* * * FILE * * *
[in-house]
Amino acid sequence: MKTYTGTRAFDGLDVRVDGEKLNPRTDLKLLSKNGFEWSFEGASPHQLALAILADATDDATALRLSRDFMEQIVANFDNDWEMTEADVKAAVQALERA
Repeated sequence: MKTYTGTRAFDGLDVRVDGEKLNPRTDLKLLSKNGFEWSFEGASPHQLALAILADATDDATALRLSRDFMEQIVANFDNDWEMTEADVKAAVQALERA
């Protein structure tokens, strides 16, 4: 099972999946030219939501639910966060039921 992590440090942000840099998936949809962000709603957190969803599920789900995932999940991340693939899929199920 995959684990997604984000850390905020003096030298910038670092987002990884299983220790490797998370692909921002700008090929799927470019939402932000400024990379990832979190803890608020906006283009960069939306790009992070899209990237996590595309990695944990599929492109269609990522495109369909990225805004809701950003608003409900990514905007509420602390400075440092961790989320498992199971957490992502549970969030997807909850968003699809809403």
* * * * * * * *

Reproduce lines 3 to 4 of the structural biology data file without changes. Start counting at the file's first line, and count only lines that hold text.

Repeated sequence: MKTYTGTRAFDGLDVRVDGEKLNPRTDLKLLSKNGFEWSFEGASPHQLALAILADATDDATALRLSRDFMEQIVANFDNDWEMTEADVKAAVQALERA
């Protein structure tokens, strides 16, 4: 099972999946030219939501639910966060039921 992590440090942000840099998936949809962000709603957190969803599920789900995932999940991340693939899929199920 995959684990997604984000850390905020003096030298910038670092987002990884299983220790490797998370692909921002700008090929799927470019939402932000400024990379990832979190803890608020906006283009960069939306790009992070899209990237996590595309990695944990599929492109269609990522495109369909990225805004809701950003608003409900990514905007509420602390400075440092961790989320498992199971957490992502549970969030997807909850968003699809809403």